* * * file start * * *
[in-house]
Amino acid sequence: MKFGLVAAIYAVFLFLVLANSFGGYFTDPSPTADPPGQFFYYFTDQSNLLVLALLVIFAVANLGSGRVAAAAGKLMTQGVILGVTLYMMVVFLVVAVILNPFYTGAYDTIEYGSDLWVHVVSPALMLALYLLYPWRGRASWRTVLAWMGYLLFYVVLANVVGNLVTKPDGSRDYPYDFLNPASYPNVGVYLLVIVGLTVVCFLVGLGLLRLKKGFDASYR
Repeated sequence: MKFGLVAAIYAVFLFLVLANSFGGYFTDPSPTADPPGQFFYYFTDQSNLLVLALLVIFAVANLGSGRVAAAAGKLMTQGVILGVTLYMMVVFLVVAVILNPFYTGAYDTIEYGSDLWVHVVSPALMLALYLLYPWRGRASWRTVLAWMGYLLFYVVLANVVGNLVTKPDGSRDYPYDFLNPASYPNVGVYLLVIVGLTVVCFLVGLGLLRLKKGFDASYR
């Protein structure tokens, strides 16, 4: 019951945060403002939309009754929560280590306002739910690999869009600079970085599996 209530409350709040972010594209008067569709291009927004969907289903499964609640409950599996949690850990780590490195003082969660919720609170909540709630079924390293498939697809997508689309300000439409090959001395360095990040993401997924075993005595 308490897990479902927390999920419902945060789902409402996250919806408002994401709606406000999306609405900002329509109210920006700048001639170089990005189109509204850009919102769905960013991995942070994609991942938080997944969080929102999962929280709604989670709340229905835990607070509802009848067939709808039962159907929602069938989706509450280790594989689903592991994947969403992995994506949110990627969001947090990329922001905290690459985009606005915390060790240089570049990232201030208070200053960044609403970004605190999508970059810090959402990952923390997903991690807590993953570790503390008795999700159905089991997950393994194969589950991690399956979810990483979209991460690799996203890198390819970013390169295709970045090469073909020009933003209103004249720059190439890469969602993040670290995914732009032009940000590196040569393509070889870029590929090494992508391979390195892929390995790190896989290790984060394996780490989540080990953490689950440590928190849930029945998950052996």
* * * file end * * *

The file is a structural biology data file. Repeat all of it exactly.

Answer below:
[in-house]
Amino acid sequence: MKFGLVAAIYAVFLFLVLANSFGGYFTDPSPTADPPGQFFYYFTDQSNLLVLALLVIFAVANLGSGRVAAAAGKLMTQGVILGVTLYMMVVFLVVAVILNPFYTGAYDTIEYGSDLWVHVVSPALMLALYLLYPWRGRASWRTVLAWMGYLLFYVVLANVVGNLVTKPDGSRDYPYDFLNPASYPNVGVYLLVIVGLTVVCFLVGLGLLRLKKGFDASYR
Repeated sequence: MKFGLVAAIYAVFLFLVLANSFGGYFTDPSPTADPPGQFFYYFTDQSNLLVLALLVIFAVANLGSGRVAAAAGKLMTQGVILGVTLYMMVVFLVVAVILNPFYTGAYDTIEYGSDLWVHVVSPALMLALYLLYPWRGRASWRTVLAWMGYLLFYVVLANVVGNLVTKPDGSRDYPYDFLNPASYPNVGVYLLVIVGLTVVCFLVGLGLLRLKKGFDASYR
């Protein structure tokens, strides 16, 4: 019951945060403002939309009754929560280590306002739910690999869009600079970085599996 209530409350709040972010594209008067569709291009927004969907289903499964609640409950599996949690850990780590490195003082969660919720609170909540709630079924390293498939697809997508689309300000439409090959001395360095990040993401997924075993005595 308490897990479902927390999920419902945060789902409402996250919806408002994401709606406000999306609405900002329509109210920006700048001639170089990005189109509204850009919102769905960013991995942070994609991942938080997944969080929102999962929280709604989670709340229905835990607070509802009848067939709808039962159907929602069938989706509450280790594989689903592991994947969403992995994506949110990627969001947090990329922001905290690459985009606005915390060790240089570049990232201030208070200053960044609403970004605190999508970059810090959402990952923390997903991690807590993953570790503390008795999700159905089991997950393994194969589950991690399956979810990483979209991460690799996203890198390819970013390169295709970045090469073909020009933003209103004249720059190439890469969602993040670290995914732009032009940000590196040569393509070889870029590929090494992508391979390195892929390995790190896989290790984060394996780490989540080990953490689950440590928190849930029945998950052996």